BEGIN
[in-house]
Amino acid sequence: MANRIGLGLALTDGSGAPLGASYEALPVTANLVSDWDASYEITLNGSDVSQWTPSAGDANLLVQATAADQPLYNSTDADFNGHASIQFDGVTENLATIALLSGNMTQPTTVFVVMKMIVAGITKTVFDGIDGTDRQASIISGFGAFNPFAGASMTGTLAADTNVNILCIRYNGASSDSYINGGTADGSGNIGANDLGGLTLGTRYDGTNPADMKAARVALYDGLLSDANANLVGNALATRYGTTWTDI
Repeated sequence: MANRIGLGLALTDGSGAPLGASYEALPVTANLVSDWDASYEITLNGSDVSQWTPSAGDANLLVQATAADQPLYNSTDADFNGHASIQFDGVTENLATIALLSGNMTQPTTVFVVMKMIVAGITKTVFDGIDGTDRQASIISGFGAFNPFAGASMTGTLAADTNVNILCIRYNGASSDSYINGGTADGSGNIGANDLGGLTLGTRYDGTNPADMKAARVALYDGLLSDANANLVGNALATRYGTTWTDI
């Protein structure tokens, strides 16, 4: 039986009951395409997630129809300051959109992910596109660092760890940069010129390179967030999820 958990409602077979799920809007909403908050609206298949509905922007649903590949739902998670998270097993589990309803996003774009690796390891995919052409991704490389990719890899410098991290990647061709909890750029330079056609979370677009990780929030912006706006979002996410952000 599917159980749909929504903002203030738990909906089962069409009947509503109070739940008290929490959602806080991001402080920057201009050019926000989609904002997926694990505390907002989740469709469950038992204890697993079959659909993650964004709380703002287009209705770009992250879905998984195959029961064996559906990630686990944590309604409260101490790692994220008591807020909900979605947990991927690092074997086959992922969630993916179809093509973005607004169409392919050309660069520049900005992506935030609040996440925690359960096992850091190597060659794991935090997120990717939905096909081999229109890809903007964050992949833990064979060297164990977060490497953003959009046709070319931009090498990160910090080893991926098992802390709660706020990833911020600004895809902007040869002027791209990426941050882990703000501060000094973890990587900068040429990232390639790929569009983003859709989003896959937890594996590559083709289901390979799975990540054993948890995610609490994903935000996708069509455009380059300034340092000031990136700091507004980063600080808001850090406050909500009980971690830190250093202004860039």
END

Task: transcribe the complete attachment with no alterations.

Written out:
[in-house]
Amino acid sequence: MANRIGLGLALTDGSGAPLGASYEALPVTANLVSDWDASYEITLNGSDVSQWTPSAGDANLLVQATAADQPLYNSTDADFNGHASIQFDGVTENLATIALLSGNMTQPTTVFVVMKMIVAGITKTVFDGIDGTDRQASIISGFGAFNPFAGASMTGTLAADTNVNILCIRYNGASSDSYINGGTADGSGNIGANDLGGLTLGTRYDGTNPADMKAARVALYDGLLSDANANLVGNALATRYGTTWTDI
Repeated sequence: MANRIGLGLALTDGSGAPLGASYEALPVTANLVSDWDASYEITLNGSDVSQWTPSAGDANLLVQATAADQPLYNSTDADFNGHASIQFDGVTENLATIALLSGNMTQPTTVFVVMKMIVAGITKTVFDGIDGTDRQASIISGFGAFNPFAGASMTGTLAADTNVNILCIRYNGASSDSYINGGTADGSGNIGANDLGGLTLGTRYDGTNPADMKAARVALYDGLLSDANANLVGNALATRYGTTWTDI
């Protein structure tokens, strides 16, 4: 039986009951395409997630129809300051959109992910596109660092760890940069010129390179967030999820 958990409602077979799920809007909403908050609206298949509905922007649903590949739902998670998270097993589990309803996003774009690796390891995919052409991704490389990719890899410098991290990647061709909890750029330079056609979370677009990780929030912006706006979002996410952000 599917159980749909929504903002203030738990909906089962069409009947509503109070739940008290929490959602806080991001402080920057201009050019926000989609904002997926694990505390907002989740469709469950038992204890697993079959659909993650964004709380703002287009209705770009992250879905998984195959029961064996559906990630686990944590309604409260101490790692994220008591807020909900979605947990991927690092074997086959992922969630993916179809093509973005607004169409392919050309660069520049900005992506935030609040996440925690359960096992850091190597060659794991935090997120990717939905096909081999229109890809903007964050992949833990064979060297164990977060490497953003959009046709070319931009090498990160910090080893991926098992802390709660706020990833911020600004895809902007040869002027791209990426941050882990703000501060000094973890990587900068040429990232390639790929569009983003859709989003896959937890594996590559083709289901390979799975990540054993948890995610609490994903935000996708069509455009380059300034340092000031990136700091507004980063600080808001850090406050909500009980971690830190250093202004860039």